Our own modern interpretation of architectural renewal is rather different from the medieval, which is one of the reasons, no doubt, for the widespread anxiety that the damage at Notre Dame might have been plenary. A completely new cathedral rising from the ashes of the old would probably have resembled the Pompidou Centre, the pyramidal “crystal” at the Louvre, or any other of those daring experiments in conformism and vapidity that so fetch architects and urban planners today, none of whom seems to have recognized that the reason tourists flock to their cities in the first place is that the medieval and Renaissance buildings they come to see are so aesthetically retrograde.

No such fear would have discomposed the medieval peasant whenever a new cathedral was being contemplated. However much art historians obsess over the technical or stylistic novelties associated with the distinct periods of medieval ecclesiastical design (Early Christian, Romanesque, High Gothic, Late Gothic), what is overwhelmingly plain is the unbroken continuity of architectural syntax (nave; aisle; transept; choir; pier; column; pilaster; arcade; entablature; tribune; clerestory; vault). As understood until recently, renovatio (structural, intellectual, or spiritual) is predicated on looking backward in gratitude to the harmonious beauty of the past (with the emphasis always on the re, not the nova).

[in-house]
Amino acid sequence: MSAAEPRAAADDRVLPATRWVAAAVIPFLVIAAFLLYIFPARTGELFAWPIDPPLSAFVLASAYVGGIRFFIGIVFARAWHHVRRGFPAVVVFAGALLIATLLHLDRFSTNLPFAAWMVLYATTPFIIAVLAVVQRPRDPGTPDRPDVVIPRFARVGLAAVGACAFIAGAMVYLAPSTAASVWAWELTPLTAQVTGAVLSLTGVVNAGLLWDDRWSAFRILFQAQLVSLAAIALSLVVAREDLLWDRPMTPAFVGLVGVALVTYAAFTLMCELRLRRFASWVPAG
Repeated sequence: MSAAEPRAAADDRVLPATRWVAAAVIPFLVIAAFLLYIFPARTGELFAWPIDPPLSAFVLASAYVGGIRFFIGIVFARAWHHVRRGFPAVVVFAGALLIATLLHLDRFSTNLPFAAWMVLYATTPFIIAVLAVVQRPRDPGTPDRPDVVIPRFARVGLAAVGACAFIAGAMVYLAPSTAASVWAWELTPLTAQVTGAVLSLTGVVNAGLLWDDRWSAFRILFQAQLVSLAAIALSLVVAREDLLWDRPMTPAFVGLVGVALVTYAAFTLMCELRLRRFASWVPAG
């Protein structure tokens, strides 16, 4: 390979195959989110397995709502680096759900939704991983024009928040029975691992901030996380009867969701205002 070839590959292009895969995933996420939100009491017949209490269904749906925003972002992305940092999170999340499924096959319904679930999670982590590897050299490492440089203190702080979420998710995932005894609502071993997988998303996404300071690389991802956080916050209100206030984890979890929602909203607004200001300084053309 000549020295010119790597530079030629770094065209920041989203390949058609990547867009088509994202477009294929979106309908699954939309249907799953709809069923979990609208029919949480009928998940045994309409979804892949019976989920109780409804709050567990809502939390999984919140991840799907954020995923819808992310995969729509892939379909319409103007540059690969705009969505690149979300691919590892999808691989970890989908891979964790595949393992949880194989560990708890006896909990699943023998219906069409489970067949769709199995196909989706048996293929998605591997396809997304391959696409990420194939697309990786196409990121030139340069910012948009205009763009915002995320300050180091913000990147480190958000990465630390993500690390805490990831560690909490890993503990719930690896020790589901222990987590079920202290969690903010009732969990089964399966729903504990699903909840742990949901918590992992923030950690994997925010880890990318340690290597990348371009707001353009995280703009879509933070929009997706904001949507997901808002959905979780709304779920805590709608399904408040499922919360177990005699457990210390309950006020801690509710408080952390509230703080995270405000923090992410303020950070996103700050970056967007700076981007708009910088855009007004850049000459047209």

ceiling of Notre Dame; and a gigantic rose window The magnificent (former) ceiling of Notre Dame;
and a gigantic rose window (which survived the fire)
Photo by Fran Griffin

Anagogy

For Suger as architect, every “stone” and piece of glass in his new church was likewise a “light” that lifted up the observer to the contemplation of the Light of lights.

When a “new” monastic church was being planned in the 1130s just north of Paris at St. Denis — which was to become, in fact, the innovative prototype of the Gothic — its brilliant architect Suger (also theologian, poet, and abbot of St. Denis) looked decidedly backward for his inspiration to the writings of the late–5th-century Syrian mystic known as the Pseudo-Dionysius (who Suger assumed was even more ancient, since he was identified by tradition with the 1st-century Dionysius the Areopagite supposed to have been converted in Athens by St. Paul, as recorded in the Book of Acts).

Here is a passage from Suger’s Commentary on the Pseudo-Dionysius’s seminal Celestial Hierarchy, showing how palpably it enflamed Suger’s architectural imagination:

Every creature, visible or invisible, is a light brought into being by the Father of lights.... This stone or that piece of wood is a light to me.... For I perceive that it is good and beautiful; that it exists according to its proper rules of proportion; that it differs in kind and species from other kinds and species; that it is defined by its number, by virtue of which it is “one” thing; that it does not transgress its order; that it seeks its place according to its specific gravity. As I perceive such and similar things in this stone they become lights to me, that is to say, they enlighten me. For I begin to think whence the stone is invested with such properties...; and soon, under the guidance of reason, I am led through all things to that Cause of all things which endows them with place and order, with number, species and kind, with goodness, beauty, and essence, and all other divine bequests.